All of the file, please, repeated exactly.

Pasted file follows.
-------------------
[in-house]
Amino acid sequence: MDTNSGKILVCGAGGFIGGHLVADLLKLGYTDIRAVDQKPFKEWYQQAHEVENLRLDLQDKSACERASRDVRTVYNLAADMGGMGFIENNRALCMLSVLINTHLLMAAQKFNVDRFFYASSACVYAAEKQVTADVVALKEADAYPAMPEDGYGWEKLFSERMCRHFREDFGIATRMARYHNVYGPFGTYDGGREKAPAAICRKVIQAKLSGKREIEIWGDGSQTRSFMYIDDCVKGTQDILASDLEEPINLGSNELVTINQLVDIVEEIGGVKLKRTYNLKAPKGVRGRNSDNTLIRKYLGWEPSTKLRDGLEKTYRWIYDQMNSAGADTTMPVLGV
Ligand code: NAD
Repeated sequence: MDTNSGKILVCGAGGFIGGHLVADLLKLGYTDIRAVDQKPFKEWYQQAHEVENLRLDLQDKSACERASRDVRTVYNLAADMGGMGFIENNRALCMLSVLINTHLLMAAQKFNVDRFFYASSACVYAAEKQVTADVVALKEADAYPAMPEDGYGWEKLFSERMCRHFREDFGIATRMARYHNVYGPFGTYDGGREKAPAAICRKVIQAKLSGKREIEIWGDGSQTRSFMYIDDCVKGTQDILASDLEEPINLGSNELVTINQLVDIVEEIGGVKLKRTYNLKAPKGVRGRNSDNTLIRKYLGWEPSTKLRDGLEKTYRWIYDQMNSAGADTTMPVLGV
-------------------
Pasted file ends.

[in-house]
Amino acid sequence: MDTNSGKILVCGAGGFIGGHLVADLLKLGYTDIRAVDQKPFKEWYQQAHEVENLRLDLQDKSACERASRDVRTVYNLAADMGGMGFIENNRALCMLSVLINTHLLMAAQKFNVDRFFYASSACVYAAEKQVTADVVALKEADAYPAMPEDGYGWEKLFSERMCRHFREDFGIATRMARYHNVYGPFGTYDGGREKAPAAICRKVIQAKLSGKREIEIWGDGSQTRSFMYIDDCVKGTQDILASDLEEPINLGSNELVTINQLVDIVEEIGGVKLKRTYNLKAPKGVRGRNSDNTLIRKYLGWEPSTKLRDGLEKTYRWIYDQMNSAGADTTMPVLGV
Ligand code: NAD
Repeated sequence: MDTNSGKILVCGAGGFIGGHLVADLLKLGYTDIRAVDQKPFKEWYQQAHEVENLRLDLQDKSACERASRDVRTVYNLAADMGGMGFIENNRALCMLSVLINTHLLMAAQKFNVDRFFYASSACVYAAEKQVTADVVALKEADAYPAMPEDGYGWEKLFSERMCRHFREDFGIATRMARYHNVYGPFGTYDGGREKAPAAICRKVIQAKLSGKREIEIWGDGSQTRSFMYIDDCVKGTQDILASDLEEPINLGSNELVTINQLVDIVEEIGGVKLKRTYNLKAPKGVRGRNSDNTLIRKYLGWEPSTKLRDGLEKTYRWIYDQMNSAGADTTMPVLGV